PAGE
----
Immunoprecipitation of di-Gly containing peptides
Immunoprecipitation of di-Gly peptides was performed as previously described60, albeit with some modifications. Lyophilised peptides from 20 mg of digested proteins were resuspended in 1.3 ml of 1× IAP buffer (50 mM MOPS pH 7.4, 10 mM Na2HPO4 and 50 mM NaCl) by carefully pipetting up and down. The pH was adjusted to 7 by adding 30–90 μl 1 M Tris pH 10 to facilitate peptide resuspension. The resuspended peptides were centrifuged at 20,817 × g for 8 min at 4 °C to remove any insoluble material. The resuspended peptides were incubated with 40 μl of α-di-Gly antibody beads (Cell Signalling) previously washed three times with 750 μl of cold 1× IAP buffer. Immunoprecipitation was performed for 2.5 h at 4 °C with rotation. Following the immunoprecipitation, samples were centrifuged at 2700 × g for 1.5 min at 4 °C and the supernatant was removed. The beads were washed twice with 750 μl cold MilliQ H20. After the second wash, the beads were resuspended in 100 μl cold MilliQ H20 and placed in a Pierce Spin column placed in a 1.5 ml tube. The columns were spin at 2700 × g, 1.5 min at 4 °C to dry the beads and then they were transferred to a fresh 1.5 ml tube. Di-Gly peptides were eluted by addition of 80 μl of 0.15% TFA followed by centrifugation at 2700 × g for 1.5 min at 4 °C. A second elution was performed by adding another 80 μl of 0.15% TFA to the beads in the column and spin at 2700 × g for 1.5 min at 4 °C into the same tube as the first elution.
The six samples from the di-Gly immunoprecipitation were labelled by TMT10plex Isobaric Mass Tag Labelling Reagents Set (ThermoFisher), according to manufacturer’s instructions. The six samples were combined in a new centrifuge tube and the labelled peptide sample was dried in SpeedVac.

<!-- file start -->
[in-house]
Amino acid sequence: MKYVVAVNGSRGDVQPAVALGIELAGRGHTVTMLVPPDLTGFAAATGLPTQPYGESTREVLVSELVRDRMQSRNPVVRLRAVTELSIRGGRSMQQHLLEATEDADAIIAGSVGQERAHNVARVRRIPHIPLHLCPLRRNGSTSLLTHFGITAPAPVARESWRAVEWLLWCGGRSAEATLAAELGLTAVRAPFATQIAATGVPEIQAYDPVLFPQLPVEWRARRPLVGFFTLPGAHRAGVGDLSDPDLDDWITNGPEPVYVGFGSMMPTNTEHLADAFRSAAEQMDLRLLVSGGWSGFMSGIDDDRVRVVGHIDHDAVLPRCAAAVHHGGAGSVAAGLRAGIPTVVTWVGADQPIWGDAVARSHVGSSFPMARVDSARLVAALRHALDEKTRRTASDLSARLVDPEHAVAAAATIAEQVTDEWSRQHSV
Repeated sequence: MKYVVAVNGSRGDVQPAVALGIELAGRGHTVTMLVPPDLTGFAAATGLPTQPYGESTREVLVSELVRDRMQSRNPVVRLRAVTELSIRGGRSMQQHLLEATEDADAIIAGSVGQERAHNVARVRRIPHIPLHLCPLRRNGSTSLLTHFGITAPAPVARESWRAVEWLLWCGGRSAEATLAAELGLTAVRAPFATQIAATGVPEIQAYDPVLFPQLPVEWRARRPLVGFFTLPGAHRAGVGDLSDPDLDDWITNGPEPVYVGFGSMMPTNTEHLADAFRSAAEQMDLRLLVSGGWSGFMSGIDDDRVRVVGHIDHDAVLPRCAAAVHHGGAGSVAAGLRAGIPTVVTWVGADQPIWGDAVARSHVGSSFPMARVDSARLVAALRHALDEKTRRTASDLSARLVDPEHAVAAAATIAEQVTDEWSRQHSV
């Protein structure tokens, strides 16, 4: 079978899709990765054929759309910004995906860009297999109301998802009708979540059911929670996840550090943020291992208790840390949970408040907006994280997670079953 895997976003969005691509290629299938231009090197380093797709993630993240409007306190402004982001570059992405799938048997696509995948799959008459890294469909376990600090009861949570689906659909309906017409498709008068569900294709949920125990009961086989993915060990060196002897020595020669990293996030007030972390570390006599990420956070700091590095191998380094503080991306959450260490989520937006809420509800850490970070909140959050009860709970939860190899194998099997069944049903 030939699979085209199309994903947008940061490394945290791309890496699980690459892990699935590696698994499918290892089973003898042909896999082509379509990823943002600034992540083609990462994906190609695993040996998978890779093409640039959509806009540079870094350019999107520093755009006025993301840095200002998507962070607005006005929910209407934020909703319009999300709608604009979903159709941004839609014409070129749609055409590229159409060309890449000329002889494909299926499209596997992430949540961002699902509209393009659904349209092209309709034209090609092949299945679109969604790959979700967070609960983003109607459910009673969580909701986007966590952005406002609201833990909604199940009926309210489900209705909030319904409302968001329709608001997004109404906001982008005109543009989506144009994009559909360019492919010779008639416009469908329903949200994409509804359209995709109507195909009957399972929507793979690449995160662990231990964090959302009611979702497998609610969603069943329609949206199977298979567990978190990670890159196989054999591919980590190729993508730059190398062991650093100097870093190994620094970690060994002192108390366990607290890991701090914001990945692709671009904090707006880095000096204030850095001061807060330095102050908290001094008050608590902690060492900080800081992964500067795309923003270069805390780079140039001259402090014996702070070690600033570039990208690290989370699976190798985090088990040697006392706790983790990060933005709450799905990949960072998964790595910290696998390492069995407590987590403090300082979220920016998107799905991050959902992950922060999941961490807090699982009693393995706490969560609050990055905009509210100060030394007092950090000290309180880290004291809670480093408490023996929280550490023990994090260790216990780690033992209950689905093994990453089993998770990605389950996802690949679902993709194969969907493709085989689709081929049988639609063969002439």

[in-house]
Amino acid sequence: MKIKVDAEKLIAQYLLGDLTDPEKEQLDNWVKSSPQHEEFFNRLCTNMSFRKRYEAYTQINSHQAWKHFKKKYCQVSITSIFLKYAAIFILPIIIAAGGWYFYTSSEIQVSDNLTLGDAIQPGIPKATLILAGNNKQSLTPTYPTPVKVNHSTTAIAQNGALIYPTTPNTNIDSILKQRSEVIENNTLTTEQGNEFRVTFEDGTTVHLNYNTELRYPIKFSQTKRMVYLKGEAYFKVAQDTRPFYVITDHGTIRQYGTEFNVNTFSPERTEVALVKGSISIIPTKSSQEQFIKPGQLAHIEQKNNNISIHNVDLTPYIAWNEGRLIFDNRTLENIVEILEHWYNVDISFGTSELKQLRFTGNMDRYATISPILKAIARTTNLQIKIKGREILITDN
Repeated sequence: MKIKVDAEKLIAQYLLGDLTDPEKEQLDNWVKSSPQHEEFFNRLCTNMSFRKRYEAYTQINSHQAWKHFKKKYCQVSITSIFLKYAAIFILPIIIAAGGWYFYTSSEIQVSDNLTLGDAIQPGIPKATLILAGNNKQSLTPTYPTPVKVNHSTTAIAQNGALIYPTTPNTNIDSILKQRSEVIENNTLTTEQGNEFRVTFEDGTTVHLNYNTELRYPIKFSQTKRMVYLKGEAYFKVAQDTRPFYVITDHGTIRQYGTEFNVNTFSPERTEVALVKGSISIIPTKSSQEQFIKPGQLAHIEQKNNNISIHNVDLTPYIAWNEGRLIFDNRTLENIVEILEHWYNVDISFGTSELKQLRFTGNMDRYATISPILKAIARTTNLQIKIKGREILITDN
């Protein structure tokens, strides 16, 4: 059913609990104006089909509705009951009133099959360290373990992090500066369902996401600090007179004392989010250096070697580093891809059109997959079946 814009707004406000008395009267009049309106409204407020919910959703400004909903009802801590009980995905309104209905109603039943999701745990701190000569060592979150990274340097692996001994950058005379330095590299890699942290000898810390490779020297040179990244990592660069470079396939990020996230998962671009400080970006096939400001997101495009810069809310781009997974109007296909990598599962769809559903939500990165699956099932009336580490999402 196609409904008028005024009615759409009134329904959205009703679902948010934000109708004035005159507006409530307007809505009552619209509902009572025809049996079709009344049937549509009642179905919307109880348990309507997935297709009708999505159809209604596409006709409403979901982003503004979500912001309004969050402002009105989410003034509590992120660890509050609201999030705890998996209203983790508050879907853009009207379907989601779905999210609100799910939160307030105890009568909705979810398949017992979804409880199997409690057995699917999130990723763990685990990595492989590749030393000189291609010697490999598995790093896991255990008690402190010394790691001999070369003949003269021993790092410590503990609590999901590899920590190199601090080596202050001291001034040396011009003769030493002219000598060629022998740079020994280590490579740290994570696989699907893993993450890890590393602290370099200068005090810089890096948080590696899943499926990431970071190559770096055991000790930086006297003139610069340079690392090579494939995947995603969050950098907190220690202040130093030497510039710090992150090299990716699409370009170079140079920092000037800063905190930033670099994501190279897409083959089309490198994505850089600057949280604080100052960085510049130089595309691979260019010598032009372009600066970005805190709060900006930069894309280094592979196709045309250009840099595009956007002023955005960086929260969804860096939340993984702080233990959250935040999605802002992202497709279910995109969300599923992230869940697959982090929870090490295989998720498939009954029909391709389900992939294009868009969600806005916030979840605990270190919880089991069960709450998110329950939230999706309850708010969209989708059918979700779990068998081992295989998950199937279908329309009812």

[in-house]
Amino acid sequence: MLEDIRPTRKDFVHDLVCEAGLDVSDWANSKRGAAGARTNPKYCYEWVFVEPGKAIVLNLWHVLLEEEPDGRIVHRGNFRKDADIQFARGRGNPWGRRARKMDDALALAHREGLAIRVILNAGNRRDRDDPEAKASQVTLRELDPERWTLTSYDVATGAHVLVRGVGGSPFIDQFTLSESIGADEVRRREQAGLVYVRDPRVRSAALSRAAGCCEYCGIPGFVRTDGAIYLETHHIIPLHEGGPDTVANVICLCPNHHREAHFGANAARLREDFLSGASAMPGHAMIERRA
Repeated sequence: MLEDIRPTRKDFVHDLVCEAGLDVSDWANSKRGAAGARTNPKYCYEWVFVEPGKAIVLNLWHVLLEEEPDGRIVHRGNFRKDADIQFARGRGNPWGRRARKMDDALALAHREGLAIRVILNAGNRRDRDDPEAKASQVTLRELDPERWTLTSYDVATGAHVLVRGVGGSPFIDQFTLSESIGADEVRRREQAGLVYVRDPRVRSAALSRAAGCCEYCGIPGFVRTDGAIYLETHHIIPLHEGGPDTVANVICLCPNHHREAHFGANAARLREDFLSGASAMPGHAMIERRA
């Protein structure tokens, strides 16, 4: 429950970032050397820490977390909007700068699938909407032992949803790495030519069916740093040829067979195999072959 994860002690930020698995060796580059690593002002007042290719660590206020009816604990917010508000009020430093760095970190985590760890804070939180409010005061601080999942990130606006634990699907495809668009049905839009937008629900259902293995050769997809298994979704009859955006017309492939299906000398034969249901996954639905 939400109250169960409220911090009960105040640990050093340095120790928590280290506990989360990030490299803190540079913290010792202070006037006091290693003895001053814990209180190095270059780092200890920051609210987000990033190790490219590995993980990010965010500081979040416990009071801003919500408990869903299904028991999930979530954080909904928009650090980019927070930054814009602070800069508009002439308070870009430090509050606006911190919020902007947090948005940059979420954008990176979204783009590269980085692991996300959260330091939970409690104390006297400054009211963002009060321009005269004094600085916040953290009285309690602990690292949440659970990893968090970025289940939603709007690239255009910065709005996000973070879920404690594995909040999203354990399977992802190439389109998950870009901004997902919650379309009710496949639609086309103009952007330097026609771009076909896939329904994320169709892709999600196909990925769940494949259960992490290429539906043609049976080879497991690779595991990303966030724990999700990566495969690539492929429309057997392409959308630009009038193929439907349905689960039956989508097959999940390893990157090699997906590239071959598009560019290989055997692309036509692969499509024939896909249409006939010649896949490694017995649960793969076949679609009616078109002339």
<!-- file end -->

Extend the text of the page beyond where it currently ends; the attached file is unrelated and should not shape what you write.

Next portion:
LC–MS/MS analysis for di-Gly immunoprecipitation
The dried peptide mixture was resuspended in 0.1% NH4OH/100% H2O, and fractionated on an XBridge BEH C18 column (2.1 mm i.d. × 150 mm, Waters) with an initial 5 min loading then linear gradient from 5% ACN/0.1% NH4OH (pH 10) to 35% CH3CN/0.1% NH4OH in 30 min, then to 80% CH3CN/0.1% NH4OH in 5 min and stayed for another 5 min. The flow rate was at 200 µl/min. Fractions were collected ay every 30 s to a 96-well plate by column from retention time at 3–45 min, and then pooled by rows to eight concatenated fractions and dried in SpeedVac. The peptides were reconstituted in 20 µl of 0.1% FA/H2O and then injected for online LC–MS/MS analysis on the Orbitraip Fusion Lumos hybrid mass spectrometer coupled with an Ultimate 3000 RSLCnano UPLC system (both from ThermoFisher). Samples were first loaded and desalted on a PepMap C18 nano trap (100 µm i.d. × 20 mm, 100 Å, 5 µl) then peptides were separated on a PepMap C18 column (75 µm i.d. × 500 mm, 2 µm) over a linear gradient of 8–32% CH3CN/0.1% FA in 90 min, cycle time at 120 min at a flow rate at 300 nl/min. The MS acquisition used MS3 level quantification with synchronous precursor selection (SPS) with the top speed 3 s cycle time. Briefly, the Orbitrap full MS survey scan was m/z 375–1500 with the resolution 120,000 at m/z 200, with AGC set at 4e5 and 50 ms maximum injection time. Multiply charged ions (z = 2–5) with intensity threshold at 1e4 were fragmented in ion trap at 35% collision energy, with AGC at 1e4 and 50 ms maximum injection time, and isolation width at 0.7 Da in quadrupole. The top five MS2 fragment ions were SPS selected with the isolation width at 0.7 Da, and fragmented in HCD at 65% NCE, and detected in the Orbitrap to get the report ions’ intensities at a better accuracy.